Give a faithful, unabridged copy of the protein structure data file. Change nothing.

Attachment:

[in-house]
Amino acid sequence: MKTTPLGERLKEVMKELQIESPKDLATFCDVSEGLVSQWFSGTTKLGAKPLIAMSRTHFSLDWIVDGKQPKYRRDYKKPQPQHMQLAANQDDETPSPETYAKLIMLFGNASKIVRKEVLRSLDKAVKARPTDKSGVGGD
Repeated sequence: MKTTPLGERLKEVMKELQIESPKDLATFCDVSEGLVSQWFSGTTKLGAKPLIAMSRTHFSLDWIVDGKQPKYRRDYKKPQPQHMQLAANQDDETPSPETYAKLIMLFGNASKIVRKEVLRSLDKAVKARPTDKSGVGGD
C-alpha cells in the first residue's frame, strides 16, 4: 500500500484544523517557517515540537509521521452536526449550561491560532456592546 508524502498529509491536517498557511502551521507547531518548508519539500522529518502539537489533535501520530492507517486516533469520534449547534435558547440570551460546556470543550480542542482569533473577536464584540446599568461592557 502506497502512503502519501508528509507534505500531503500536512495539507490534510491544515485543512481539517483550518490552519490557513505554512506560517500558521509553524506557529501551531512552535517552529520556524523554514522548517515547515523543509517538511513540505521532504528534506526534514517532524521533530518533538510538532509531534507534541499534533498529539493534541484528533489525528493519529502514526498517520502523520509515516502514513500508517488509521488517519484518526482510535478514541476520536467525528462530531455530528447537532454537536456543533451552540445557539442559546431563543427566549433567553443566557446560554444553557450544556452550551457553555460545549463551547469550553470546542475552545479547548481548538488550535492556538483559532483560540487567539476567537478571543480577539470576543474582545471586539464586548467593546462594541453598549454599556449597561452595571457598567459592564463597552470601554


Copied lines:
[in-house]
Amino acid sequence: MKTTPLGERLKEVMKELQIESPKDLATFCDVSEGLVSQWFSGTTKLGAKPLIAMSRTHFSLDWIVDGKQPKYRRDYKKPQPQHMQLAANQDDETPSPETYAKLIMLFGNASKIVRKEVLRSLDKAVKARPTDKSGVGGD
Repeated sequence: MKTTPLGERLKEVMKELQIESPKDLATFCDVSEGLVSQWFSGTTKLGAKPLIAMSRTHFSLDWIVDGKQPKYRRDYKKPQPQHMQLAANQDDETPSPETYAKLIMLFGNASKIVRKEVLRSLDKAVKARPTDKSGVGGD
C-alpha cells in the first residue's frame, strides 16, 4: 500500500484544523517557517515540537509521521452536526449550561491560532456592546 508524502498529509491536517498557511502551521507547531518548508519539500522529518502539537489533535501520530492507517486516533469520534449547534435558547440570551460546556470543550480542542482569533473577536464584540446599568461592557 502506497502512503502519501508528509507534505500531503500536512495539507490534510491544515485543512481539517483550518490552519490557513505554512506560517500558521509553524506557529501551531512552535517552529520556524523554514522548517515547515523543509517538511513540505521532504528534506526534514517532524521533530518533538510538532509531534507534541499534533498529539493534541484528533489525528493519529502514526498517520502523520509515516502514513500508517488509521488517519484518526482510535478514541476520536467525528462530531455530528447537532454537536456543533451552540445557539442559546431563543427566549433567553443566557446560554444553557450544556452550551457553555460545549463551547469550553470546542475552545479547548481548538488550535492556538483559532483560540487567539476567537478571543480577539470576543474582545471586539464586548467593546462594541453598549454599556449597561452595571457598567459592564463597552470601554